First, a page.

Improving and degrading the oxygen exchange kinetics of La0.6Sr0.4CoO3−δ by Sr decoration

Matthäus Siebenhofer, Christoph Riedl, Andreas Nenning, Werner Artner, Christoph Rameshan, Alexander Karl Opitz, Jürgen Fleig, Markus Kubicek

Research output: Contribution to journalArticleResearchpeer-review


Minimizing the overpotential at the air electrode of solid oxide fuel cells (SOFC) is one of the key challenges regarding a broad applicability of this technology. Next to novel materials and geometry optimization, surface modification is a promising and flexible method to alter the oxygen exchange kinetics at SOFC cathode surfaces. Despite extensive research, the mechanism behind the effect of surface decorations is still under debate. Moreover, for Sr decoration, previous studies yielded conflicting results, reporting either a beneficial or a detrimental impact on the oxygen exchange kinetics. In this contribution, in situ impedance spectroscopy during pulsed laser deposition was used to investigate the effect of Sr containing decorations under different deposition conditions. Depending on deposition temperature and interactions with the gas phase, opposing effects of Sr decoration were found. In combination with near-ambient pressure X-ray photoelectron spectroscopy and non-ambient X-ray diffractometry, it was possible to trace this phenomenon back to different chemical environments of the surface Sr. At high temperatures, Sr is deposited as SrO, which can have a beneficial effect on the oxygen exchange kinetics. At low temperatures, SrCO3 adsorbates are formed from trace amounts of CO2 in the measurement atmosphere, causing a decrease of the oxygen exchange rate. These results are in excellent agreement with the concept of surface acidity as a descriptor for the effect of surface decorations, providing further insight into the oxygen exchange kinetics on SOFC cathode surfaces and its degradation. In addition, this study shows that Sr segregation itself initially does not lead to performance degradation but that segregated SrO readily reacts with acidic compounds, reducing the catalytic capability of mixed conducting oxides.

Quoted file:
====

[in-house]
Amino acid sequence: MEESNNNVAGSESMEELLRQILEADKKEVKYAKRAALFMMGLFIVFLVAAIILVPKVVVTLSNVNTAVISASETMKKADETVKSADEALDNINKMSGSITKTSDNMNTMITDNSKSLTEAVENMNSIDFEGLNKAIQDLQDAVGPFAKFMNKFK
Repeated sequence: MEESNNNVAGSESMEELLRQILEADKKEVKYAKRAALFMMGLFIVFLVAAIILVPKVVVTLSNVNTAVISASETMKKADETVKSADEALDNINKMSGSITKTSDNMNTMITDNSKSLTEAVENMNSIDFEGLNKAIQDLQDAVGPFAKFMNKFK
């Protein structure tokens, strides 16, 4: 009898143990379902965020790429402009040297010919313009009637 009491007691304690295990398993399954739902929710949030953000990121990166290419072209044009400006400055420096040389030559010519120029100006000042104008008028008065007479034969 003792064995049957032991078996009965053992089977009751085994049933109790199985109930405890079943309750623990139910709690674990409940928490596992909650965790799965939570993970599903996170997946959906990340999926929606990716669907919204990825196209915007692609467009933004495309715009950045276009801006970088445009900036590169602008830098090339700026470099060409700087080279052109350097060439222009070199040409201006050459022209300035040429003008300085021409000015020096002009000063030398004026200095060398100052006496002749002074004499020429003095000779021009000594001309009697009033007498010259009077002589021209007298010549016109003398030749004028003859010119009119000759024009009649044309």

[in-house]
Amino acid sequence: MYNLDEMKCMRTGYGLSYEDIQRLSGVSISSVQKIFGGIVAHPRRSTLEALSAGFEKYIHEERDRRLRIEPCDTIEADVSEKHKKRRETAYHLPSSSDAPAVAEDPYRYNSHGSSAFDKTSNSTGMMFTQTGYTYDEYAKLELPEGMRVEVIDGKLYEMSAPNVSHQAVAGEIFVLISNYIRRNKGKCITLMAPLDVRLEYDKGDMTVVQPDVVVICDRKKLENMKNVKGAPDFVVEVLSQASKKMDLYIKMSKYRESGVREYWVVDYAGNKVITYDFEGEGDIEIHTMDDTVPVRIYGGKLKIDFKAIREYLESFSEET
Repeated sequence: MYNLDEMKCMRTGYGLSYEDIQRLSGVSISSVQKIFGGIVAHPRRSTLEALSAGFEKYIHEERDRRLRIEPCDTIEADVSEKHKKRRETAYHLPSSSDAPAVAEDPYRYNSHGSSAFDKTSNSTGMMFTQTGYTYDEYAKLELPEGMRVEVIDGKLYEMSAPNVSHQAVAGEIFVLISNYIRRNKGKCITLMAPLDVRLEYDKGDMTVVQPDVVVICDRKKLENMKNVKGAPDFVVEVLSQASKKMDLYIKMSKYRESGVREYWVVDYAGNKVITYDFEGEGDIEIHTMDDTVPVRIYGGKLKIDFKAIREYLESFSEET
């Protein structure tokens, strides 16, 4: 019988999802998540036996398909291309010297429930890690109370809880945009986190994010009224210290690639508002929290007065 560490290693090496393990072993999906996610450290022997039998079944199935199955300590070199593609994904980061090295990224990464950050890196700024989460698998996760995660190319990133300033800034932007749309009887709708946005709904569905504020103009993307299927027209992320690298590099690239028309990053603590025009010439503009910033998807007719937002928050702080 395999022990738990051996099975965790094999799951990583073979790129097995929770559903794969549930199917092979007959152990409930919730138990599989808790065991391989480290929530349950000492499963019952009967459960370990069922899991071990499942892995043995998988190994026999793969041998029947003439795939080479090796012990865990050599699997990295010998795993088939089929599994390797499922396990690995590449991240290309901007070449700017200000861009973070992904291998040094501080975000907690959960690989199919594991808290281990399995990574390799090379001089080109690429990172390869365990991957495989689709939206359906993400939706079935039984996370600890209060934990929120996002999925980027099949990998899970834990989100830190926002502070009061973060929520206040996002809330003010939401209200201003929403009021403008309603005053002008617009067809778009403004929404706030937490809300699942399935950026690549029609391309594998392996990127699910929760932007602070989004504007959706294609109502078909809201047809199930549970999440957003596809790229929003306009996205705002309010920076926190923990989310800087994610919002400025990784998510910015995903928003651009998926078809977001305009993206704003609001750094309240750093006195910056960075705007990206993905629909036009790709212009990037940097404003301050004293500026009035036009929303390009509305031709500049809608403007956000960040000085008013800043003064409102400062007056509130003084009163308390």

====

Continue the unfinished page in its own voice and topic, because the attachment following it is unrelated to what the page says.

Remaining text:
Original languageEnglish
Pages (from-to)12827-12836
Number of pages10
JournalJournal of Materials Chemistry A
Issue number24
Publication statusPublished - 13 Feb 2023

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